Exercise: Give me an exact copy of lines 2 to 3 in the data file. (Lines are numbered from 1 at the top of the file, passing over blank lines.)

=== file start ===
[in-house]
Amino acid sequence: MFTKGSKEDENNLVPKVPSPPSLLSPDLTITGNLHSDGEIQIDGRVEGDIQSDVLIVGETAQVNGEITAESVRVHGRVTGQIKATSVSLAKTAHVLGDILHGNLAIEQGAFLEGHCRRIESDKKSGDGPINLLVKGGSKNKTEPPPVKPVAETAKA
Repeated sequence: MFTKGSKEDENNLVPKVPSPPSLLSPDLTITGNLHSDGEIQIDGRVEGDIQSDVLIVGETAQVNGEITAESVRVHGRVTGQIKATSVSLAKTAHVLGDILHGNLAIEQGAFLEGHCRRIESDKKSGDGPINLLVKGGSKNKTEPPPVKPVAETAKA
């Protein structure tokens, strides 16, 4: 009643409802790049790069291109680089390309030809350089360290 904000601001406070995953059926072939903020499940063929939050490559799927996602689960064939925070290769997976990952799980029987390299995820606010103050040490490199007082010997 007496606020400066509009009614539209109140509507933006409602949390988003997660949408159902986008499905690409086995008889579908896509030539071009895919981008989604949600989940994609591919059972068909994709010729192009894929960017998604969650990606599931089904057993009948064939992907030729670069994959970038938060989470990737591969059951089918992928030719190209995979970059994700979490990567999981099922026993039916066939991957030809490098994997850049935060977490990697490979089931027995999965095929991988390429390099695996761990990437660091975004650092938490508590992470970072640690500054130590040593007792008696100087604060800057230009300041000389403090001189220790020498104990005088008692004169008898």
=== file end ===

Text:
Amino acid sequence: MFTKGSKEDENNLVPKVPSPPSLLSPDLTITGNLHSDGEIQIDGRVEGDIQSDVLIVGETAQVNGEITAESVRVHGRVTGQIKATSVSLAKTAHVLGDILHGNLAIEQGAFLEGHCRRIESDKKSGDGPINLLVKGGSKNKTEPPPVKPVAETAKA
Repeated sequence: MFTKGSKEDENNLVPKVPSPPSLLSPDLTITGNLHSDGEIQIDGRVEGDIQSDVLIVGETAQVNGEITAESVRVHGRVTGQIKATSVSLAKTAHVLGDILHGNLAIEQGAFLEGHCRRIESDKKSGDGPINLLVKGGSKNKTEPPPVKPVAETAKA